Nightmares in France

Bob & Sue Dall
Sat 19 Mar 2011 00:46
Having finally got everything done in Bequia including a hair cut, which cost less than a litre of milk and a bunch of bananas, we set off to St Lucia. Its 70nms into wind so we decide to leave at 4am which on the plus side, means we get some sleep before setting off , but its very dark at 4am and the first hour or so is rather tense as we avoid unlit boats in the anchorage and try and remember which lights are used for a vessel over 50 metres, being towed and restricted in its ability to maneuver. . . .
After a long slog Rodney bay comes into sight and we have a settled night at anchor. The purpose of stopping in Rodney Bay is to pick up the new shackle for the cruising chute which disappeared in the Atlantic somewhere! Then we spot a Naiad 390 from Hamburg so stop to say hello. Its a beautiful boat in fabulous condition for 19yrs and its for sale if anyone's interested?
An hour later and our 25 nm beat up to Martinique is looking a bit unlikely, its already 12.30, but within half an hour we pull up the anchor and go for it. Today luck was with us we stormed along at 8.5 kts most of the way, and arrived by 4pm! Sailing conditions were near perfect for our boat. I had just mentioned to Bob that there was only one thing missing, Dolphins. . . we hadn't seen any for about 6 weeks, when a minute later a pod of 40 or 50 arrived !!!! They were very lively, leaping out of the water in huge arcs and the odd vertical take off! it was the most spectacular display we had ever seen.. . . . Bob was a bit apprehensive about what I would say next. . . .
We arrived in Grande Anse D'arlet in fine spirits, and after a couple of attempts to find the right spot we settled at anchor , perfect. . Flushed with success, Bob got the dinghy assembled so we could go ashore and stroll down the beautiful beach and have a beer. . . .What could possibly go wrong now ?
As we put our shoes in the dinghy the wind picked up a bit, so we decided to watch the sun set until things settled ,but the gusts got stronger and stronger, (reminiscent of our terrible time in Guadalupe,) as the sun disappeared we realized that we were slipping anchor, slowly at first, then things speeded up ,we had to take action and reposition. With Bob at the wheel I went forward and brought up the anchor as we slipped backwards , then the chain stuck, we were in 30 metres of water by this stage but I couldn't get the anchor to shift, we were drifting dangerously close to another large yacht. It took a while to realize that the anchor was actually free (that's how we managed to drift) but the chain had got jammed in the winding up mechanism. Bob got his tool kit and came forward just as I dropped the anchor locker door on my foot, I could feel the blood squelching between my toes. I took over the helm and played dodgems in the dark with the fishing pots while Bob took the windlass apart. . . Finally back together in full working order we try to re anchor, Our next 5 or 6 attempts result in dragging through rock, we contemplate night sailing but the dinghy is tied to the back of the boat with the outboard still on it and the wind is to strong to attempt to get it back on board, we cant risk losing it, we swap roles again and end up back were we had originally anchored, this time it had to work. . . .I got the anchor down and as it settled Bob put the boat into reverse to set it, then came the strange noise. . . .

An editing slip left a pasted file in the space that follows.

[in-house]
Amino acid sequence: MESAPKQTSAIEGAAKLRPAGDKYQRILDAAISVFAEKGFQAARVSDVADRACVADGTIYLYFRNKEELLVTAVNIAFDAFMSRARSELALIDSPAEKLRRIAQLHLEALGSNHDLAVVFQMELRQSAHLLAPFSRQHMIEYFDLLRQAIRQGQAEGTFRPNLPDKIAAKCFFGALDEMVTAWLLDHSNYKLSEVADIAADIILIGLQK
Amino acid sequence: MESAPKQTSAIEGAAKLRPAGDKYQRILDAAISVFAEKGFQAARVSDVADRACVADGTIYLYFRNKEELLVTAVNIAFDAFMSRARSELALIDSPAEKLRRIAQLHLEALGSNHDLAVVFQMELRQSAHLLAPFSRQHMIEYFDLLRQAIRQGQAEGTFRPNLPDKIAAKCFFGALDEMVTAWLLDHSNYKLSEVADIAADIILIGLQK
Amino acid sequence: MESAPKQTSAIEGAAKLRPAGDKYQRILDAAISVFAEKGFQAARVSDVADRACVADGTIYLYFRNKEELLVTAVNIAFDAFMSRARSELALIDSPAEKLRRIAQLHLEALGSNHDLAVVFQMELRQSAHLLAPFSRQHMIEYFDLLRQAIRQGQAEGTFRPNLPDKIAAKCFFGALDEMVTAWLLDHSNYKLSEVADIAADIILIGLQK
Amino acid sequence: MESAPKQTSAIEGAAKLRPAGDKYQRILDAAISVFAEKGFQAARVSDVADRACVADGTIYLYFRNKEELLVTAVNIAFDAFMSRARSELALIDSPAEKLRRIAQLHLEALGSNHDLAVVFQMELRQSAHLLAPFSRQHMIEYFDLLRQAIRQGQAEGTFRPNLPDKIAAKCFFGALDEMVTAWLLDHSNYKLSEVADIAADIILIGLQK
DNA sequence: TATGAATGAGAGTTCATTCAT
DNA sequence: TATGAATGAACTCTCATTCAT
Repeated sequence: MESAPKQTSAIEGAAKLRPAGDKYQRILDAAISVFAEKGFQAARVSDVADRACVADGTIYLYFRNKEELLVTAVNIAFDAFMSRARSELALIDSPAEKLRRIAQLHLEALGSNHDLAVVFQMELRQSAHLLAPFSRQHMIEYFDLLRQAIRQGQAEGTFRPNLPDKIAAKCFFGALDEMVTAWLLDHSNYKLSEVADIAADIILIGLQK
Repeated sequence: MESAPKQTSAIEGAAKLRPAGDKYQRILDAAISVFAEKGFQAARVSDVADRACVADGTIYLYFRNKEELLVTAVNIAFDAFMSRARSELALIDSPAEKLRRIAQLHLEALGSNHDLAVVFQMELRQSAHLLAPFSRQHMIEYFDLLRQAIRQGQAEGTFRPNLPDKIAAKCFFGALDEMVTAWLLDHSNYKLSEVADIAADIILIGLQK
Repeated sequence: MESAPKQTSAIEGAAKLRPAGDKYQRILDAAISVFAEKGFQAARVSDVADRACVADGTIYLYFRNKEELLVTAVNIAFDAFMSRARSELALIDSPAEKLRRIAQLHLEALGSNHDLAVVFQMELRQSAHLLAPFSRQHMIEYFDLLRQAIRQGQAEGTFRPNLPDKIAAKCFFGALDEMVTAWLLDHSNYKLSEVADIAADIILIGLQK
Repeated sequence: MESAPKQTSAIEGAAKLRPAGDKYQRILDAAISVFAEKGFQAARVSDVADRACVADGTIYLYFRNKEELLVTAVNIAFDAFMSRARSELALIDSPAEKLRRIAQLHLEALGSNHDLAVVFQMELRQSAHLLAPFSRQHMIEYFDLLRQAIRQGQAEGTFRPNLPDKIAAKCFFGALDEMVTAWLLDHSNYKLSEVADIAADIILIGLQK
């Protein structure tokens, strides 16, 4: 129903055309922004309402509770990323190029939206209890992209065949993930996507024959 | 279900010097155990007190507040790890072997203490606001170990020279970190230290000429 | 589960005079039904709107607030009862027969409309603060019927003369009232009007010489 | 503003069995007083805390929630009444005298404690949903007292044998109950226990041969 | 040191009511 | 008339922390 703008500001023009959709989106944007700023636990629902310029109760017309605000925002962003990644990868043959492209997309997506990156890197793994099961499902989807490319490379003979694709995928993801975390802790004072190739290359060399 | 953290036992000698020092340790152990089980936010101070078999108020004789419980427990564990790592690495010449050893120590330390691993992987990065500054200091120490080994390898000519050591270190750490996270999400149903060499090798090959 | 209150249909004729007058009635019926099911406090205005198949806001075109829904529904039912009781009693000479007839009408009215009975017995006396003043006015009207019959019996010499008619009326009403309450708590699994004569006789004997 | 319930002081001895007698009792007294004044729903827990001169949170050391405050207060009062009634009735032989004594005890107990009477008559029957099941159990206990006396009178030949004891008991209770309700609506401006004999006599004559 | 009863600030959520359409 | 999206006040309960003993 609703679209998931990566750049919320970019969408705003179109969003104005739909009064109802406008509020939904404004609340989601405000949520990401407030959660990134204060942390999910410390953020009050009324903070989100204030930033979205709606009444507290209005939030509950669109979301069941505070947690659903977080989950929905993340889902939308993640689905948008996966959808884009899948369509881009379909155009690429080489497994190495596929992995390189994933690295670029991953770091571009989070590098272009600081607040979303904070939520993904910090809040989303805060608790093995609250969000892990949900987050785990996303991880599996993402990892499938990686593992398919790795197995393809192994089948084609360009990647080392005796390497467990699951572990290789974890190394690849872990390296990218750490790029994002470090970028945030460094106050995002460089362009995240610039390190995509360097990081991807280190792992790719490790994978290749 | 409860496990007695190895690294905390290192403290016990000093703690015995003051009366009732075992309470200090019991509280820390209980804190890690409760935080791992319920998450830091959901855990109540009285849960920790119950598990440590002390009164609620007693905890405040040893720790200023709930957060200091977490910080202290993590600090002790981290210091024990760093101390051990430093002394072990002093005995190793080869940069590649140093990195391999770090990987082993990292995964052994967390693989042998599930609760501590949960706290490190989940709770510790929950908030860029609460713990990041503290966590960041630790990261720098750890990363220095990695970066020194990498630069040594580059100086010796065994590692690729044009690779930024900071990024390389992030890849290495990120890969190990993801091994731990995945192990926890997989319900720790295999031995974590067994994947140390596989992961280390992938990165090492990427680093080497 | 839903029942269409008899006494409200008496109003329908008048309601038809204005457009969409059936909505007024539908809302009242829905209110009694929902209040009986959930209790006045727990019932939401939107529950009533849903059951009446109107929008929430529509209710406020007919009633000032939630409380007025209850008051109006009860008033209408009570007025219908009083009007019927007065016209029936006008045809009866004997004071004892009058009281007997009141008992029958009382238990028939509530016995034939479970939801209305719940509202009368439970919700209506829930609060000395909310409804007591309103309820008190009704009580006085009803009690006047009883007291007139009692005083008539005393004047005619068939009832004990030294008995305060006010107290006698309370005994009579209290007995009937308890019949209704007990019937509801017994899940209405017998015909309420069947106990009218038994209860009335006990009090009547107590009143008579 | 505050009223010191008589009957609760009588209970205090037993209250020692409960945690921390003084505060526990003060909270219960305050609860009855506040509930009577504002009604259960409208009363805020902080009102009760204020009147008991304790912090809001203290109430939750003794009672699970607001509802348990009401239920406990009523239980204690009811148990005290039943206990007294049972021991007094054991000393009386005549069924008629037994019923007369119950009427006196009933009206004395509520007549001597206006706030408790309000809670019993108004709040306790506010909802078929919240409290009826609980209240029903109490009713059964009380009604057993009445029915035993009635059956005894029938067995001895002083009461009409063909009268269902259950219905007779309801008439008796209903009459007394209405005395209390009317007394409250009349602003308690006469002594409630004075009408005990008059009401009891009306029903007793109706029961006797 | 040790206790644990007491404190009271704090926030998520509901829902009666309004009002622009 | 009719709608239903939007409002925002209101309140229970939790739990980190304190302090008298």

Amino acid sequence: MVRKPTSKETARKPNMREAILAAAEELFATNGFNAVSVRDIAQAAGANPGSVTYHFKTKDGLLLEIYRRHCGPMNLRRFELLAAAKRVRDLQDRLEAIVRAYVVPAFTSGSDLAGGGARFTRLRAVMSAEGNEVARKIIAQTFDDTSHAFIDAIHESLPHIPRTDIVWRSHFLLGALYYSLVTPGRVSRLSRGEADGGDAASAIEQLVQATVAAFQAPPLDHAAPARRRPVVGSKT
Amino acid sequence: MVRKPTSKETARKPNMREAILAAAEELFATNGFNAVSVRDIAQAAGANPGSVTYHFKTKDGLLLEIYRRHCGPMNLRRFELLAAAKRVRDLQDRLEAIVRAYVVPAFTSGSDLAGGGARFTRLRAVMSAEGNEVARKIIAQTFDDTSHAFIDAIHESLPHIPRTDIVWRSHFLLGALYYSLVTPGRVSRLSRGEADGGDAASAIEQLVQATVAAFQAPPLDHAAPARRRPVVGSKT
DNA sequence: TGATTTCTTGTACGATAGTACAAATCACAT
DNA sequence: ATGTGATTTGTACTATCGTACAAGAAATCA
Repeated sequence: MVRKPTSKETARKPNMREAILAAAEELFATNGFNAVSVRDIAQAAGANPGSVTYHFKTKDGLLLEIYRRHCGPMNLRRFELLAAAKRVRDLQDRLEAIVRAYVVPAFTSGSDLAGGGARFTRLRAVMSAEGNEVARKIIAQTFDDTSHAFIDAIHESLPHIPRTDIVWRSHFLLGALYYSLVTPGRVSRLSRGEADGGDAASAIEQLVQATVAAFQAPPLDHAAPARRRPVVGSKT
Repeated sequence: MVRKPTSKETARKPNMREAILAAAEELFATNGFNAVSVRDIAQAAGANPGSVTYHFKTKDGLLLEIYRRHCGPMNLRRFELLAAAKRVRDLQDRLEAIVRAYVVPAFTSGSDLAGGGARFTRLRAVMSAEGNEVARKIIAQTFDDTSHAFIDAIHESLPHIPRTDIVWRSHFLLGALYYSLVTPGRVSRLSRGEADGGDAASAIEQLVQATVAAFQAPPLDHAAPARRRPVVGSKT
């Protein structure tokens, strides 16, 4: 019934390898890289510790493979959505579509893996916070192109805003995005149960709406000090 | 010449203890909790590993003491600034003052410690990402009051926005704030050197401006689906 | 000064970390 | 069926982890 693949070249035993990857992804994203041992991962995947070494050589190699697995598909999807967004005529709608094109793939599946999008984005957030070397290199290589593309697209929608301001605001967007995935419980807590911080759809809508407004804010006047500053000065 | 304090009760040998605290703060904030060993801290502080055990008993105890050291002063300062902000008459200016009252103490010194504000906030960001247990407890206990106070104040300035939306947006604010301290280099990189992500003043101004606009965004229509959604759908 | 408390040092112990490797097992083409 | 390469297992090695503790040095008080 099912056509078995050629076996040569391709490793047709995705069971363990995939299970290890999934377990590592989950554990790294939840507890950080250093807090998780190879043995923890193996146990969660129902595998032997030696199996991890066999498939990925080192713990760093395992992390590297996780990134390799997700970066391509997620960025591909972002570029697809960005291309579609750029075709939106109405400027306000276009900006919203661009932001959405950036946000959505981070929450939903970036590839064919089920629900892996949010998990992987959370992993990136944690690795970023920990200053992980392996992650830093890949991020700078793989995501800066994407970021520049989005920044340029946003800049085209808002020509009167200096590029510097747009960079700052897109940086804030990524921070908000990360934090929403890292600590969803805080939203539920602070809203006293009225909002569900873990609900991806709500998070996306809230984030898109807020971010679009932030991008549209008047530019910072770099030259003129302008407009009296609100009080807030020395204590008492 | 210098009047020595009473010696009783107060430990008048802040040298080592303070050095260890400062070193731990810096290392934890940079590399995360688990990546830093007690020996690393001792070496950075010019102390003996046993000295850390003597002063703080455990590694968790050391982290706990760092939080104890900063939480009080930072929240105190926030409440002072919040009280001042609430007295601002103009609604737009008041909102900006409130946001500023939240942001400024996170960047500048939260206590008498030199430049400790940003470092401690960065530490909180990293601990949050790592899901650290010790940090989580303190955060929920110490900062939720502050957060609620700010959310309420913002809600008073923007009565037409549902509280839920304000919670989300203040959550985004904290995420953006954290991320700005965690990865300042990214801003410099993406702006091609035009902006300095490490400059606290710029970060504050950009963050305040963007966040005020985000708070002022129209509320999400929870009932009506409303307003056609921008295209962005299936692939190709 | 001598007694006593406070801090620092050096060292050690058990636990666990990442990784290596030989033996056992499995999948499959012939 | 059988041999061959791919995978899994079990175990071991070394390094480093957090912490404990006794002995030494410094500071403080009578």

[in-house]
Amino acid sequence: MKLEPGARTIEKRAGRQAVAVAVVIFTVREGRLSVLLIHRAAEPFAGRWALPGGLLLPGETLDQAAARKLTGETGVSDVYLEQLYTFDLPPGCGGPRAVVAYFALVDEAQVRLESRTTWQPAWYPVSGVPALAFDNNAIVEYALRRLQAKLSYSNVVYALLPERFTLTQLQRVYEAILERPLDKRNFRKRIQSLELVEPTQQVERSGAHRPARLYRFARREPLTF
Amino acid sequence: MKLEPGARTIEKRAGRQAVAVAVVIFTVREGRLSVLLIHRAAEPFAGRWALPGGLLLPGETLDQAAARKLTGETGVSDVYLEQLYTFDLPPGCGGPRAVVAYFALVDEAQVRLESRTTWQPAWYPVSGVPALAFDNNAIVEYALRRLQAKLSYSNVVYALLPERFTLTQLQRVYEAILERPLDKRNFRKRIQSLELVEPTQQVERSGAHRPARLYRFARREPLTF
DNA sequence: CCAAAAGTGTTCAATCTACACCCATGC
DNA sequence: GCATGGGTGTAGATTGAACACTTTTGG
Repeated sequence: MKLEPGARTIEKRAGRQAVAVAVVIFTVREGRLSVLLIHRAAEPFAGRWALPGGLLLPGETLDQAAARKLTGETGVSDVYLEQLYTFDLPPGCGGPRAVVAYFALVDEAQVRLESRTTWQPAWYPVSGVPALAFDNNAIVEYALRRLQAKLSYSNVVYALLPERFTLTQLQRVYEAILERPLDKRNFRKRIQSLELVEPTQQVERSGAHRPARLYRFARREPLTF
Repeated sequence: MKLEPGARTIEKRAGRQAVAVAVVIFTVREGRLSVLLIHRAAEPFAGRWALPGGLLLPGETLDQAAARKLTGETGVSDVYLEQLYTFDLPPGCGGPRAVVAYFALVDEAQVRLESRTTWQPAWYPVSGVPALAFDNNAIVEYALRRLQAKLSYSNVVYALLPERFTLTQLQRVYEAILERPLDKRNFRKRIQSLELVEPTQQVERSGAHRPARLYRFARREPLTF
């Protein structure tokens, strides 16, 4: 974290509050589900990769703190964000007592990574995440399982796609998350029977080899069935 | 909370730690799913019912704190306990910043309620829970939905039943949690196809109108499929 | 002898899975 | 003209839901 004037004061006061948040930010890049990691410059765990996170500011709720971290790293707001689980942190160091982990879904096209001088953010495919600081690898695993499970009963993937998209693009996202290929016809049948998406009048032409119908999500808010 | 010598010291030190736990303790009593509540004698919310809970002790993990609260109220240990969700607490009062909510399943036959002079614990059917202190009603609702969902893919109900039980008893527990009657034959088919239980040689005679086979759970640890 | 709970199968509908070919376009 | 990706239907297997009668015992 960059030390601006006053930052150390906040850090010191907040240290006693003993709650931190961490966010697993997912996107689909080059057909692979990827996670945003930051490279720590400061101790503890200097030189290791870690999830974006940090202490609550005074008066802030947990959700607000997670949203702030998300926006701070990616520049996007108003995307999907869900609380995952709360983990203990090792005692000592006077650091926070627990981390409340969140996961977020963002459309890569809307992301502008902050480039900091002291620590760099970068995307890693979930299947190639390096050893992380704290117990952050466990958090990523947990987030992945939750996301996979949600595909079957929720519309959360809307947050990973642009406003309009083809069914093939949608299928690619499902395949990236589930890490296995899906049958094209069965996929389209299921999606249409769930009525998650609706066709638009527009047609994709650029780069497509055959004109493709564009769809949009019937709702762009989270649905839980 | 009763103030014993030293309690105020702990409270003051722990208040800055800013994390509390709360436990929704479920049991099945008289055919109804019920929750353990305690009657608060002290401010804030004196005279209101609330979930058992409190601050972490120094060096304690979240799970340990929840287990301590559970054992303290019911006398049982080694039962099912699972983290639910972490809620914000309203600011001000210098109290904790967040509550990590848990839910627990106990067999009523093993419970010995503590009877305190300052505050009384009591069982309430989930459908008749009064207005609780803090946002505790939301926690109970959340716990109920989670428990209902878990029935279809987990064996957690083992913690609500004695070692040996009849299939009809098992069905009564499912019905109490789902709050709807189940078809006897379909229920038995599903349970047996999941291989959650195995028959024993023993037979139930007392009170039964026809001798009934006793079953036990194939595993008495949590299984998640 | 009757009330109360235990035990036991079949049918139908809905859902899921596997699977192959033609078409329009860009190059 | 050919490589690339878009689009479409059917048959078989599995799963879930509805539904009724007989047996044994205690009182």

It was about 9pm by now, we had to stop and think. . After a quick snorkel Bob announced that we were firmly attached to a large fishing trap with its rope completely entangled round our propeller. . .at least we couldn't go anywhere! There was only one thing for it, . Bobs first night dive! Armed with only a bread knife, he disappeared into the darkness. . I dangled over the end of the boat with my TKMax LED lantern to provide some underwater light. . . and, at the same time, illuminate my blood saturated foot!
At last Bob managed to free us ,the wind dropped, and we managed a little bit of sleep.. . .

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